Since I do not have a dealer, much less a backup dealer, I guess I will not be able to throw a party, unless maybe I can wrangle the New Girl card one last time: “I am a New Girl! I demand that you take me to your dealer!”

After the alien overlords wiped out everybody but me, and after Amy Sedaris explained to me why I couldn’t have a party, I decided to take extreme action.

“Fuck it,” I said. “I will write fiction.”

Except for a ho-hum story I submitted to the ho-hum campus literary magazine in college, I have not written any fiction since 5th grade or so. This goes a long way toward explaining why I haven’t published a novel yet. This would not be a problem, except that I want to write novels for a living.

Bookish Jet wants to write novels, too. The bulk of our conversations with each other consist of us talking about how we want to be writers, and how we ought to be writers, and how we deserve to be writers, and how we know we’d be very good at it if we bothered to write anything.

So she and I started a writing club. (I swear, amazing things happen when you’re bored.) It is a very exclusive club. Bookish Jet and I are the only members.

The rules are very simple. We each have to write 1,000 words per week and critique what the other person wrote. It is not the type of club where people stand around with cocktails and discuss modern art. There is no dress code. There are no dues. There are no hors d’oevres, though I suppose I wouldn’t object to fruit on toothpicks, provided they were the kind with the pretty colored bits at the end.

I wrote my 1000 words. Bookish Jet wrote her 1000 words. Now we’re each waiting for the other person to respond with criticisms.


Now, gentle reader, I know I’ve traumatized you today. We’re discussed some truly uncomfortable topics, to wit:

  • I am tired of reading
  • I picked up the phone and called people
  • I briefly considered what it would be like to throw a party
  • Aliens came and stole all human life for an evening
  • I stopped bitching about not being a writer and actually tried to do something about it

If you want to stop reading now, I don’t blame you in the slightest. I’m sure you won’t be sleeping well tonight as it is.

But if you are very, very brave, I invite you to listen to one final shocking announcement:

I am no longer a feminist.

See, Charlotte’s tire is low. (Charlotte my car, no Charlotte my coworker. I have no idea about Charlotte my coworker’s tires.) So I drove her (the car, not the person) to a gas station and tried to put air in the tire.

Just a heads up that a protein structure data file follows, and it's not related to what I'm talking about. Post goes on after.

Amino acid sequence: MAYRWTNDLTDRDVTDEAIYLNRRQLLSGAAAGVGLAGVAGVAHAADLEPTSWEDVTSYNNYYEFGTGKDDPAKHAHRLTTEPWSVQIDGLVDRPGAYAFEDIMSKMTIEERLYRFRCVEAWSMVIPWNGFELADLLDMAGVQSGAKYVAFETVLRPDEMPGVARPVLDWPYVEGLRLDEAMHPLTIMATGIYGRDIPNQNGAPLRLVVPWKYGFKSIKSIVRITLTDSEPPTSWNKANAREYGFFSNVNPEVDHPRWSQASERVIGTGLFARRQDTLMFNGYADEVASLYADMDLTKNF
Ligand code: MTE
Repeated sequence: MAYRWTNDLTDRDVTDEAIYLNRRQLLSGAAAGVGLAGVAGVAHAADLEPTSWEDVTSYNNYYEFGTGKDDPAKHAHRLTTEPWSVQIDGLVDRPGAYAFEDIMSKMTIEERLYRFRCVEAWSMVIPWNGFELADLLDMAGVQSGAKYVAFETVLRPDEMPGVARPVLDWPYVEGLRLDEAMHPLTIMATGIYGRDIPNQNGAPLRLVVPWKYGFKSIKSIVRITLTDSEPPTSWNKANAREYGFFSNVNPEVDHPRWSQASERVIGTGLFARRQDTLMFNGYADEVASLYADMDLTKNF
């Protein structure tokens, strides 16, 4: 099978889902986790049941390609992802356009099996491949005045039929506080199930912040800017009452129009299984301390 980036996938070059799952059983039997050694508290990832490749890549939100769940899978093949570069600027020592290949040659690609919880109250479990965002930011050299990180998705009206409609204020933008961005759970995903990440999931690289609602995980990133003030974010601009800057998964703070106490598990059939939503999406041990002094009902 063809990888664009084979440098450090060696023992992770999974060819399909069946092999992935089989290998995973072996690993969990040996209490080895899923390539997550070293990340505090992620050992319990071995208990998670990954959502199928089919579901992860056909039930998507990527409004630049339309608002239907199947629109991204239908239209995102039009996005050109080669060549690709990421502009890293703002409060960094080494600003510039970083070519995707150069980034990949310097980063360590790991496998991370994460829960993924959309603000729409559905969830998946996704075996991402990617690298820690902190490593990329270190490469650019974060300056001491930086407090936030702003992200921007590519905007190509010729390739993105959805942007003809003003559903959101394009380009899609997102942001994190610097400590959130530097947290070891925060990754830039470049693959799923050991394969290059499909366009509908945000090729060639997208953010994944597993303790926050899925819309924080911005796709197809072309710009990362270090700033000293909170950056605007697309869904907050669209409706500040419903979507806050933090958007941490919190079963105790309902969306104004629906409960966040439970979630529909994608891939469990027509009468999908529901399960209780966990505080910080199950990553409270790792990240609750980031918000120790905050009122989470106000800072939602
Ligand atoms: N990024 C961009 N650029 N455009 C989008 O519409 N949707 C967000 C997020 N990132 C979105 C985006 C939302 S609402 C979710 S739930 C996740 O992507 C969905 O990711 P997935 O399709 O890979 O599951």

I put my three quarters in the machine. I put the nozzly bit to the tire gizmo. I tried valiantly to put air in.

The tire still looked flat. I put three more quarters in the machine. I tried again.


Am I incompetent? How hard can it be?

There I was, single female in a short skirt (it was really warm, and I look terrible in shorts, so I was wearing a skirt), failing miserably at the most basic of car maintenance tasks.

I feel like an idiot. My tire is still low. I’m going to wait till Friday, when I have the whole day off, and then I am going to take a roll of quarters to an air machine until I get the damn tire to inflate.

You see the real issue, though, don’t you? If a man had been there, my tire would have filled up, no problem. This is terribly, terribly sexist, but fuck it. It’s true.

I admit it. Sometimes I just want a man around to do stupid car shit for me.

Every feminist and/or lesbian in the world is going to renounce me now. I accept the rejection. They’re right, they’re absolutely right. Instead of blaming my sex, I should learn how to put air in my tire and discover the enlightenment of independence.

Fuck it, I just want someone to do it for me. Or hold my hand while I try, at the very least.

[This is my very, very passive way of saying that I would gladly accept help from anyone, female or male, who’s reading this.]

Now that I have embarrassed, degraded, and disgraced myself, I’m going to stop writing and go… go…

Oh shit. Guess I’m going to go read.

Great American Blog

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Somebody needs to give me $600 so I can get an iPhone.

And when did Steve Jobs get hot?

Must be the beard. I have a thing for facial hair, leastaways on men.

Weird tangent: I am a sucker for hairy men. I dig long ponytails and furry chins. Conversely, I am sucker for short-haired ladies. Spikey dyke cuts are so hot. Why is that, I wonder? Maybe it’s because of the subtle gender defiance, or maybe it’s because I like androgyny. But it’s not a hard and fast rule. I was watching Madonna’s Vogue video last night. (Shit. Did I just admit to that? Shit. But I won’t admit that I drew the blinds and danced to it, twice. Pulled out my fedora and everything. Am. NOT. Admitting that. Stupid time-wasting YouTube.) I was thinking about how much I want to have fluffy bouncy Jayne Mansfield hair.

I love my purple spikes, but I am constitutionally incapable of maintaining the same hair cut and/or color for more than a few months. Hairstylist Jeff [heart – heart – heart] says he wants to buzz my hair this summer and bleach it out. I think that’s a great idea—I am already excited, just thinking about the punky dark roots I’ll have—but, since that’s not the kind of thing a girl wants to keep forever, maybe I’ll grow it out into Jayne Mansfield locks.

Back to the iPhone.